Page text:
Webcasts are a cost-effective way to augment your outreach while generating content for your site and social media channels. Webcasting increased in popularity with the proliferation of services that offer live stream options. If you want to know how much it costs to hire a pro to do a webcast for you, visit our video calculator. If you are considering a live webcast of your event, here are a few easy tips to make your next event a success.
1. Site Visit
Whenever possible, visit the site of the webcast. Specifically, take your laptop and some ethernet cable and test the specific internet jack you will be plugged into on the day of the event. If at all possible, don’t just meet with the event planner, but with someone in the IT department of the facility who can help you troubleshoot. Once connected, open your browser and go to www.speedtest.net. You should be getting, at a minimum, 1 MBs upload speed. And note that you should avoid using wireless, mainly because you’ll likely be sharing that connection with everyone else at the conference, so your bandwidth could suffer.
2. Good Audio
It may seem counter-intuitive, but good audio is more important than good video. For some videographers, however, it's an afterthought. Your videographer will want an audio signal, either mic or line level, on a cable that uses a professional ¼” or XLR jack. That usually means a “mult box” will be provided by the facility, or at least the audio tech can provide a line out from the mixing board. If there will not be an audio tech on hand during the event, then definitely check out the audio situation while you are there to test the Internet connection. Some facilities, especially ones that are heavily automated, might not be able to provide a feed of the house sound. So best to know this ahead of time and prepare for it.
Most of the events I tape are in huge, dark conference rooms. If it's dark, and the camera is far away from the podium, the picture will be very grainy. Adding lights can be an expensive prospect, but if you can afford it, it makes a huge difference. Lighting is perhaps the single best thing you can do to improve the quality of your video.
4. Promote and Ask
Organizations spend lots of time and energy planning events, but they often treat the webcast as an after thought. The webcast needs to be promoted. Add notices to the footer of your email. Put a notice in your next newsletter. Send out invitations through Eventbrite, or whatever platform you use to manage registrations. It’s important to ask people to register -- get them to commit. That will increase the chance that they watch and it allows you to remind them as the date approaches. Where possible, incorporate the call-to action in your promotional materials. You can use any addition impressions or traffic generated in your case study.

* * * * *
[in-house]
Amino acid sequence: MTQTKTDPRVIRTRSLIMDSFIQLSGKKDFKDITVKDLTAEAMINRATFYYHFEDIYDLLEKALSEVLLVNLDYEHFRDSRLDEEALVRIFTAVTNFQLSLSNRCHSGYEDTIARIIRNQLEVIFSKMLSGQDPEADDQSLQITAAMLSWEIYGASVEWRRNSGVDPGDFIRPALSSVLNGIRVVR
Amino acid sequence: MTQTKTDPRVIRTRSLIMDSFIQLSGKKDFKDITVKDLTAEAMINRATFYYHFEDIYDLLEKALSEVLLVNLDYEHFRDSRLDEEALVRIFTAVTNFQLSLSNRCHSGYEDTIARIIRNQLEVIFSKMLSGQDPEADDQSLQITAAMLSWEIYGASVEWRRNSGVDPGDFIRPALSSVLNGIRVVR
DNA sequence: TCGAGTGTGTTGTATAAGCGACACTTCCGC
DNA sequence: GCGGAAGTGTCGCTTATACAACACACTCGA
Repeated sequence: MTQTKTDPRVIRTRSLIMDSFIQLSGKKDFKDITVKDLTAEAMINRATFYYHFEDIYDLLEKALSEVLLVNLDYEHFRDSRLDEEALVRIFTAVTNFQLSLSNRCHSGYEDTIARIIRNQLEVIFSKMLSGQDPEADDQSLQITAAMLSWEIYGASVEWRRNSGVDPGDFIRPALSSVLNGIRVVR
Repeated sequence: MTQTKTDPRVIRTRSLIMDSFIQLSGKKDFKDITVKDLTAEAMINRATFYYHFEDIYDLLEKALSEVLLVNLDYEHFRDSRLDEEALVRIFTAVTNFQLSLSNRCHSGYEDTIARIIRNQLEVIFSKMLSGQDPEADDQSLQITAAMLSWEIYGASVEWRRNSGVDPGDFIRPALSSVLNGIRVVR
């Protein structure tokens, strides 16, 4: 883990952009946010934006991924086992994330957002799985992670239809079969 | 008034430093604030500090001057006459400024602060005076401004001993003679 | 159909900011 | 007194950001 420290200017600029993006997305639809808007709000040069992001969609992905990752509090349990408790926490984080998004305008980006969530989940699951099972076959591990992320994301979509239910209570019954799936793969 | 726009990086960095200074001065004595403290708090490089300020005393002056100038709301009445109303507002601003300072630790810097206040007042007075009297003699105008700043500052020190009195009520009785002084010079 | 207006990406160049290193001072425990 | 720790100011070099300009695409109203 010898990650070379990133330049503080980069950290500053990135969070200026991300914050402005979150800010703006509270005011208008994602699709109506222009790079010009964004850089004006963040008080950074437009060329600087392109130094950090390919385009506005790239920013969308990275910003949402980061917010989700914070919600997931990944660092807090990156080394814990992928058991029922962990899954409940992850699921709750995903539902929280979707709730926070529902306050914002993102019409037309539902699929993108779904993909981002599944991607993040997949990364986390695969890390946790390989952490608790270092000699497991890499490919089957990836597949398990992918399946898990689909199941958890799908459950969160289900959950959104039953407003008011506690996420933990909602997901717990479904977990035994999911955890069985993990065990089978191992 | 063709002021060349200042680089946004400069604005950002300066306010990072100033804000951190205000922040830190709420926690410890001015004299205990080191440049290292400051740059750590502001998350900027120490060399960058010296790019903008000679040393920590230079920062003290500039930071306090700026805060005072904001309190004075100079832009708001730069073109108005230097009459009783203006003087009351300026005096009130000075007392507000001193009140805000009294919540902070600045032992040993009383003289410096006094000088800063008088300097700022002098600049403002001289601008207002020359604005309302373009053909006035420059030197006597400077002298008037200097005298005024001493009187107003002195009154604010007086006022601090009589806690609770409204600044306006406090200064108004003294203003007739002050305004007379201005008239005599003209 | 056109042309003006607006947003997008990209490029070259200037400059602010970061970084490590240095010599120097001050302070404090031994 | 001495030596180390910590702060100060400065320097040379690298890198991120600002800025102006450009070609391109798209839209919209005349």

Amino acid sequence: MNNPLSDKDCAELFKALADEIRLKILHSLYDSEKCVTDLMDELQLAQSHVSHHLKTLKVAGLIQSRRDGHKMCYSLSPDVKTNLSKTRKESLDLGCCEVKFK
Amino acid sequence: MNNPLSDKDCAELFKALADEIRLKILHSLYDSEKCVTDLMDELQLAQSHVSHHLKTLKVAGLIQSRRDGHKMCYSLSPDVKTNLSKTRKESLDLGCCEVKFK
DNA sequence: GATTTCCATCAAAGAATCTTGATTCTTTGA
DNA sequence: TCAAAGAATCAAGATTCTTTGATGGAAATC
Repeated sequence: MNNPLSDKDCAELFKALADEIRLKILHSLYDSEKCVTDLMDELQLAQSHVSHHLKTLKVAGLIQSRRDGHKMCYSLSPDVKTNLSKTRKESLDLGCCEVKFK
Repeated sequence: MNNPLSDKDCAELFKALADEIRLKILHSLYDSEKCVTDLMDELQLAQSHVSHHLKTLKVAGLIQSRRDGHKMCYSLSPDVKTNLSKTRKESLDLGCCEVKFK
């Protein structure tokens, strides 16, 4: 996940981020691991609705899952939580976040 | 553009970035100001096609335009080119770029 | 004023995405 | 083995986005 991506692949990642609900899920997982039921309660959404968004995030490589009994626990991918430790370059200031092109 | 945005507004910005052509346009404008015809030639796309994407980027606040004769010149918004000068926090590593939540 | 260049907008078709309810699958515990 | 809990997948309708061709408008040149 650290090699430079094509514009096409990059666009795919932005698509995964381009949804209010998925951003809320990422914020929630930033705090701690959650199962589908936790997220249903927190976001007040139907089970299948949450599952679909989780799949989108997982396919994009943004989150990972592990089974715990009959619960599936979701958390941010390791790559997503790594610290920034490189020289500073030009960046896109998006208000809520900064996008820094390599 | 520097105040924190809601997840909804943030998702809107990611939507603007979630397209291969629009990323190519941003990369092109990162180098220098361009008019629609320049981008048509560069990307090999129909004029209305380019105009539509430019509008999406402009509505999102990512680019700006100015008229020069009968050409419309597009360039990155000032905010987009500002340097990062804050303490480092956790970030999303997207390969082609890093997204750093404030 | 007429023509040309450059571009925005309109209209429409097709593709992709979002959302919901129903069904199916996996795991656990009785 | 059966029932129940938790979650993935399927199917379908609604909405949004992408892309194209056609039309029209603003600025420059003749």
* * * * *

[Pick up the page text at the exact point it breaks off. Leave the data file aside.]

5. Content plan
The great thing about webcasts is they are recorded, so the event footage can be repurposed into short social media clips, b-roll for montage reels, or highlights for featured web content. One thing I always suggest is to send a short description and links to all your speakers, they are usually quite happy to spread the message of their presentation on Twitter and Facebook. Remember to work with other departments in your organization to find ways to use the footage with other marketing efforts.
Obviously, a lot goes into a great webcast, and this list is just an overview. Webcasting is a lot of fun, and by following a few best practices, your cast will be great and you'll have a happy client. And one final bonus tip:
Bonus Tip: Measure
Don’t forget to grab your analytics from the event and combine that with numbers you grab from Google, YouTube, Facebook, etc., if you had repurposed the footage for other content. Not only will it give you some insight into what worked and what didn’t, but it could help you justify the funds for the next time you want to do a webcast.